https://engineering.wustl.edu/news/Pages/New-era-in-engineering-to-begin-at-Washington-University.aspx1012New era in engineering to begin at Washington University<p>​</p><div class="ms-rtestate-read ms-rte-wpbox" contenteditable="false"><div class="ms-rtestate-notify ms-rtestate-read abdb52fc-e2f3-4ad0-9502-27fc91fb9fc7" id="div_abdb52fc-e2f3-4ad0-9502-27fc91fb9fc7" unselectable="on"></div><div id="vid_abdb52fc-e2f3-4ad0-9502-27fc91fb9fc7" unselectable="on" style="display: none;"></div></div><img alt="" src="/news/PublishingImages/131101_sjh_jim_mckelvey_53.jpg?RenditionID=1" style="BORDER:0px solid;" /><p>Furthering its strong trajectory as a leader in research and innovation, the Engineering school at Washington University in St. Louis is taking a major leap forward and reaffirming its commitment to tackling the world’s great engineering challenges with renewed vigor, an ambitious strategic vision <g class="gr_ gr_58 gr-alert gr_gramm gr_inline_cards gr_run_anim Punctuation only-ins replaceWithoutSep" id="58" data-gr-id="58">and</g> a new name.<br/></p>The School of Engineering & Applied Science will be renamed the James McKelvey School of Engineering in honor of trustee and distinguished alumnus Jim McKelvey Jr., who has made an unprecedented and transformative investment in the school.<br/> <br/>“The McKelvey name has become synonymous with innovation and entrepreneurship in the St. Louis region and well beyond,” said Chancellor Mark Wrighton. “There is no better way to make a statement about what our Engineering school stands for than by giving it a name that represents being ahead of the curve and blazing a trail of creative problem solving through technology.<div><br/>“This is a historic milestone for the university and comes at a perfect time — when we are sharpening our efforts to advance innovation and entrepreneurship, coupling science with technology in all fields from computer science to biomedical engineering and attacking global challenges such as energy and the environment. We are tremendously grateful to Jim for this investment, which expands the significant contributions the McKelvey family has made to this institution.”<div><br/>The commitment will be used to fund endowed scholarships and professorships, as well as the dean’s highest priorities for advancing the school and its impact on lives and communities in St. Louis and around the world. In particular, the commitment will allow the school to create educational and research programs that integrate computing with the humanities, social sciences, arts <g class="gr_ gr_72 gr-alert gr_gramm gr_inline_cards gr_run_anim Punctuation only-ins replaceWithoutSep" id="72" data-gr-id="72">and</g> other disciplines, and it will support the school’s effort to enhance the region’s innovation and entrepreneurial ecosystem. In addition to major support for facilities, McKelvey Jr.’s past giving includes scholarships and general support for the Engineering school.<br/></div><div><br/></div><div> <blockquote>“Under the strong leadership of Dean Aaron Bobick, the Engineering school is positioned for true greatness, and this is the right time to step forward with this investment,” McKelvey Jr. said. “Engineering fields are moving at an exponential growth rate, and to keep up with that requires tremendous investment of resources: human, physical and financial.”</blockquote>“This is a great day for the School of Engineering and for the university,” said Chancellor-elect Andrew D. Martin. “We are embarking on a new era that builds on the momentum and energy under Dean Bobick’s leadership. We will unleash the tremendous potential of our smart and talented students and faculty and see where their talents will take us in the new world of technology and innovation. Thanks to the unwavering generosity and support of the entire McKelvey family, the possibilities are limitless. We are profoundly grateful.”<br/>  <br/>McKelvey Jr.’s family — including his wife, Anna; his father, James McKelvey Sr., an alumnus and iconic former dean of the Engineering school; his late mother, Edith McKelvey; and his stepmother, alumna Judith McKelvey, MD — has a long legacy of dedication to Washington University. “We are a Washington University family through and through,” McKelvey Jr. said. “This university has meant so much to us, and it is my privilege to continue our role in providing for the Engineering school’s future.”<br/> <br/>“We are extraordinarily grateful to Jim Jr. and his family for their incredible history of generosity to the Engineering school. Particularly now, while we stand poised to truly transform our approach to research, innovation <g class="gr_ gr_60 gr-alert gr_gramm gr_inline_cards gr_run_anim Punctuation only-ins replaceWithoutSep" id="60" data-gr-id="60">and</g> learning, this new commitment will allow us to advance the McKelvey School of Engineering into the next tier of top engineering programs in this country and the world,” said Bobick, who also is the James M. McKelvey Professor.</div><div><br/>  <blockquote>“This tremendous gift creates new opportunities for our students and faculty to tackle the world’s greatest engineering challenges, and to dramatically expand computing throughout the university. At the same time, it helps ensure that a diverse population of students will have access to a world-class engineering education and enable the school to be a catalyst for economic development for the St. Louis region and beyond,” said Bobick. <br/></blockquote> <br/>Founded in 1857, Washington University’s Engineering school promotes independent inquiry and education with an emphasis on scientific excellence, innovation <g class="gr_ gr_66 gr-alert gr_gramm gr_inline_cards gr_run_anim Punctuation only-ins replaceWithoutSep" id="66" data-gr-id="66">and</g> collaboration without boundaries. With top-ranked research programs in biomedical engineering, environmental engineering <g class="gr_ gr_67 gr-alert gr_gramm gr_inline_cards gr_run_anim Punctuation only-ins replaceWithoutSep" id="67" data-gr-id="67">and</g> computer science, the school attracts many of the best students from around the world to its 40 different degree programs. The school recently launched several new graduate programs, including an interdisciplinary doctoral program in imaging science, one of only two such programs in the United States; an innovative doctoral program that combines data sciences with social work, political science and psychological and brain sciences; and a new master’s program in cybersecurity engineering. New bachelor’s programs include environmental engineering, a joint business <g class="gr_ gr_68 gr-alert gr_gramm gr_inline_cards gr_run_anim Punctuation only-ins replaceWithoutSep" id="68" data-gr-id="68">and</g> computer science degree, and a joint math and computer science degree. Key components of the university’s current east end campus transformation include two major facilities for engineering: James M. McKelvey, Sr. Hall (to open in 2020) for the Department of Computer Science & Engineering and other computational programs, and Henry A. and Elvira H. Jubel Hall (to open in 2019) for the Department of Mechanical Engineering & Materials Science. Since 2000, the school has invested more than $250 million in new and renovated space, which includes 700,000 square feet in the new engineering complex.<br/> <br/>McKelvey Hall was made possible by a $15 million commitment from McKelvey Jr. in 2016 to honor his father who, during his 27 years as dean, transformed the Engineering school from a regional program into a nationally prominent research institution. McKelvey greatly strengthened the quality of the undergraduate and graduate curricula, particularly in emerging fields including computer science; significantly increased both undergraduate and graduate student enrollment; expanded the faculty; dramatically increased federal and other research funding; and grew the endowment for the school more than tenfold from $4 million to nearly $52 million. He also oversaw a remarkable expansion of the school’s footprint on the Danforth Campus.</div><div><br/> <div><span style="color: #666666; font-family: "libre baskerville", "times new roman", serif; font-size: 1.25em;">About Jim McKelvey Jr.</span><br/>Jim McKelvey Jr. is a successful serial entrepreneur and co-founder of Square, <g class="gr_ gr_56 gr-alert gr_gramm gr_inline_cards gr_run_anim Grammar only-del replaceWithoutSep" id="56" data-gr-id="56">a revolutionary</g> financial services and mobile payment company credited with empowering businesses of all sizes around the globe.<br/> <br/>McKelvey Jr. is an independent director of the St. Louis Federal Reserve but is better known for his involvement in several St. Louis­-based startups, including Six Thirty (co-founder), LaunchCode (founder), Third Degree Glass Factory (co-founder), Mira Publishing (founded when he was a Washington University student) and Square, the company he founded in 2009 with Jack Dorsey. He also is the author of “The Art of Fire: Beginning Glassblowing,” the leading textbook for novice glassblowers.<br/> <br/>As a child, McKelvey Jr. spent formative time at the Engineering school with his father during his tenure as dean. He applied early decision to Washington University and enrolled in 1983, graduating in 1987 with degrees in economics and computer science. While a student, McKelvey Jr. wrote two computer programming textbooks.<br/> <br/>In 2012, the Engineering school presented McKelvey Jr. with its Alumni Achievement Award to recognize his groundbreaking entrepreneurship. In 2017, the university recognized him with the Robert S. Brookings Award, which honors individuals for their extraordinary dedication and generosity to Washington University. In addition to currently serving as a university trustee, he also has served as a member of the Alumni Board of Governors. <br/></div></div></div>​<span> <div class="cstm-section"><h3>McKelvey Family<br/></h3><div style="text-align: center;"> <strong><img class="ms-rtePosition-3" src="/news/PublishingImages/131101_sjh_jim_mckelvey_53.jpg?RenditionID=3" alt="" style="margin: 5px;"/></strong> </div><div style="text-align: center;"> <strong>​Jim McKelvey Jr.</strong><br rtenodeid="69"/></div><div style="text-align: center;"> <span style="font-size: 12px;"></span></div><div style="text-align: left;"><ul style="color: #343434; padding-left: 20px; caret-color: #343434;"><li>Serial entrepreneur<br/></li><li>Co-founder of Square<br/></li><li>Wrote two computer programming books while in school<br/></li><li>WashU BS '87 — economics and computer science<br/></li></ul></div><div style="text-align: center;"> <strong><img src="/news/PublishingImages/James%20McKelvey.jpg?RenditionID=3" alt="" style="margin: 5px;"/>​ </strong></div><div style="text-align: center;"> <span style="text-align: center; color: #343434;"><a href="/news/Pages/Using-bacteria-to-create-a-water-filter-that-kills-bacteria.aspx"> </a><strong>James McKelvey Sr.</strong></span><br/></div><div style="text-align: center;"> <span style="font-size: 12px;"></span></div><div style="text-align: left;"><ul style="color: #343434; padding-left: 20px; caret-color: #343434;"><li>WashU MS '47, PhD '50 — chemical engineering<br/></li><li>WashU Engineering Dean for 27 years<br/></li></ul></div></div></span>​​  ​ <br/><br/>Jim McKelvey Jr. has made an unprecedented and transformative investment in engineering education at Washington University. (Photo: Sid Hastings/Washington University)Julie Hail Floryhttps://source.wustl.edu/?p=318978&preview=1&_ppp=c465b4de032019-01-31T06:00:00Z​Renamed McKelvey School of Engineering will take innovation, technology and academics to new heights <p>​Renamed McKelvey School of Engineering will take innovation, technology and academics to new heights  <br/></p>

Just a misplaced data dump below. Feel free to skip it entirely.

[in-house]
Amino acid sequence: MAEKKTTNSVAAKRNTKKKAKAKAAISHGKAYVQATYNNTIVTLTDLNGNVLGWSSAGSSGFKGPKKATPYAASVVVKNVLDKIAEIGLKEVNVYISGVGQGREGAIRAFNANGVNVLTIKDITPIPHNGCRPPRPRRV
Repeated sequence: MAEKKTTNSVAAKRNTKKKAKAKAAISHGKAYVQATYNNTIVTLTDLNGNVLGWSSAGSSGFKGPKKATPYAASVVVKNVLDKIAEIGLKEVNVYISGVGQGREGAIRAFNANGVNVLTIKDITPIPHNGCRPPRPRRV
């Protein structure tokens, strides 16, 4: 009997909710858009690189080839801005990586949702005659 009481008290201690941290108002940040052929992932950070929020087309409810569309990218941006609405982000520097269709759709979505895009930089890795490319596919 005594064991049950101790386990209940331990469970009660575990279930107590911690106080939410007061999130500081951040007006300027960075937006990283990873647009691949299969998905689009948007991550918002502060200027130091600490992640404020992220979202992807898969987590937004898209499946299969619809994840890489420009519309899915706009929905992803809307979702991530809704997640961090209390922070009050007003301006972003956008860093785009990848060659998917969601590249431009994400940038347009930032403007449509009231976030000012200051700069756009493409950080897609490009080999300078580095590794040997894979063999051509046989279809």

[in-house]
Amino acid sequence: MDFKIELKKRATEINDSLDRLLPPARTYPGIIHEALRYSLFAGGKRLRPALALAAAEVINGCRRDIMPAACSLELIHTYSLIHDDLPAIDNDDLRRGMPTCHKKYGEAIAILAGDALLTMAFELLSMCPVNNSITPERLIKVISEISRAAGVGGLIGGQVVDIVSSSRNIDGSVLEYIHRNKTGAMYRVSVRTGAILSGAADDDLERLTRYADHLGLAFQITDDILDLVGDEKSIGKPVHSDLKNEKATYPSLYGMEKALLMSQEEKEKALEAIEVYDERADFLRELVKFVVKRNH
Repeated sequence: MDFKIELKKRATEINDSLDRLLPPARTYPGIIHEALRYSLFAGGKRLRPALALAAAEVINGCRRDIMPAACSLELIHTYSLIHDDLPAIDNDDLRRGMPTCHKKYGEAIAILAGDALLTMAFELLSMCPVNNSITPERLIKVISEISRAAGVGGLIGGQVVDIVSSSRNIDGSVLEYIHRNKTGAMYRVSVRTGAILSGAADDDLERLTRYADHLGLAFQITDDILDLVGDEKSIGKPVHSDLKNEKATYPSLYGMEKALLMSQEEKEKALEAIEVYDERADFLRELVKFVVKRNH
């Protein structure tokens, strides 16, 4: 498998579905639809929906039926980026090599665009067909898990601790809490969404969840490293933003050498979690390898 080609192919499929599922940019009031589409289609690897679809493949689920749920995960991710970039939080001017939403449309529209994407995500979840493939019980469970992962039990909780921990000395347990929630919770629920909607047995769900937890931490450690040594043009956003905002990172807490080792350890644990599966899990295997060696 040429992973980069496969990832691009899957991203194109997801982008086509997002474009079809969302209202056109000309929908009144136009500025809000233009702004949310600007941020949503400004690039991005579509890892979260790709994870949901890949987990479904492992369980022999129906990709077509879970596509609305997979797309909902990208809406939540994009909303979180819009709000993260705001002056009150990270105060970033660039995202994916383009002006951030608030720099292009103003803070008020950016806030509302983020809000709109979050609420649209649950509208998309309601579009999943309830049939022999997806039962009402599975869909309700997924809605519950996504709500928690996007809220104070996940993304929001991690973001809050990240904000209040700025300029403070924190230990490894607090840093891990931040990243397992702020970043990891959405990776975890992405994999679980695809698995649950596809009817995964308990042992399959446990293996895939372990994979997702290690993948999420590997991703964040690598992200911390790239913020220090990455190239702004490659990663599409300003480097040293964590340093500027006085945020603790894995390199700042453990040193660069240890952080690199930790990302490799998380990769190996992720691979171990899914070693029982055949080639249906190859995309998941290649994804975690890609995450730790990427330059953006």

https://engineering.wustl.edu/news/Pages/Bacteria-help-create-water-filter-that-kills-other-bacteria.aspx1009In the media: Bacteria help create water filter that kills other bacteria<img alt="" src="/news/PublishingImages/Study-on-bacteria-helping-make-water-filter.jpg?RenditionID=11" style="BORDER:0px solid;" /><p>​Researchers used a traitor bacterium to help them build a graphene water filter that destroys other bacteria. They say that their new water filter can clean water twice as fast as current commercially available ultrafiltration membranes. The research team said that creating the water filter was like ‘3D printing with microorganisms.’</p>The researchers, from Washington University in St. Louis and Seoul National University, wrote about their work in the journal Environmental Science & Technology (citation below).<div><br/>Over 10% of the world’s population lacks basic access to drinking water. By 2025, half of everyone on Earth will be living in water-stressed regions.<br/><br/></div><div>The authors say they have designed a new membrane technology that purifies water. It also prevents the accumulation of bacteria and other harmful microbes, i.e., biofouling, that diminishes the flow of water.</div><div><br/>To build such filtering membranes, they used bacteria that kill other harmful microorganisms.<br/></div><div><h3>Nanocellulose and graphene oxide</h3>Srikanth Singamaneni, Young-Shin, and their teams got together to develop an ultrafiltration membrane. They used bacterial nanocellulose and graphene oxide. The bacterial nanocellulose was long-lasting, highly efficient, and environmentally friendly, they found.<br/>Young-Shin Jun is a Professor of Energy, Environmental & Chemical Engineering. Srikanth Singamaneni is a Professor of Mechanical Engineering & Materials Science. They both work at Washington University’s School of Engineering & Applied Science.<p><br/></p></div>​<span> <div class="cstm-section"><h3>Collabo​rators​</h3><div style="text-align: center;"> <strong><a href="/Profiles/Pages/Srikanth-Singamaneni.aspx"><img src="/Profiles/PublishingImages/Singamaneni_Srikanth.jpg?RenditionID=3" class="ms-rtePosition-3" alt="" style="margin: 5px;"/></a></strong> </div><div style="text-align: center;"> <strong><a href="/Profiles/Pages/Srikanth-Singamaneni.aspx"><strong>​Srikanth Singa​maneni</strong></a><br/></strong></div><div style="text-align: center;"> <span style="font-size: 12px;"></span></div><div style="text-align: left;"><ul style="padding-left: 20px; caret-color: #343434; color: #343434;"><li>Expertise: Plasmonic nanostructures for chemical and biological sensors and nanomedicine<br/></li></ul></div><div style="text-align: center;"> <strong><a href="/Profiles/Pages/Young-Shin-Jun.aspx"><img src="/Profiles/PublishingImages/Jun_Young-Shin.jpg?RenditionID=3" alt="" style="margin: 5px;"/>​</a> </strong></div><div style="text-align: center;"> <span style="color: #343434; text-align: center;"> <a href="/news/Pages/Using-bacteria-to-create-a-water-filter-that-kills-bacteria.aspx"> <strong>Young-Shin Jun</strong></a></span><br/></div><div style="text-align: center;"> <span style="font-size: 12px;"></span></div><div style="text-align: left;"><ul style="padding-left: 20px; caret-color: #343434; color: #343434;"><li>Expertise: Environmental nanochemistry to address challenges in energy and water by controlling nucleation and reactions at water-solid interfaces<br/></li></ul></div></div></span>​​  ​ <br/>Details about the study appeared on the cover of the journal ‘Environmental Science & Technology.’ (Image: source.wustl.edu)Christian Nordqvist, Market Business Newshttps://marketbusinessnews.com/bacteria-water-filter/194657/2019-01-22T06:00:00ZResearchers used a traitor bacterium to help them build a graphene water filter that destroys other bacteria.<p><a href="https://marketbusinessnews.com/bacteria-water-filter/194657/">​>> Read the full article on Market Business News</a><br/></p>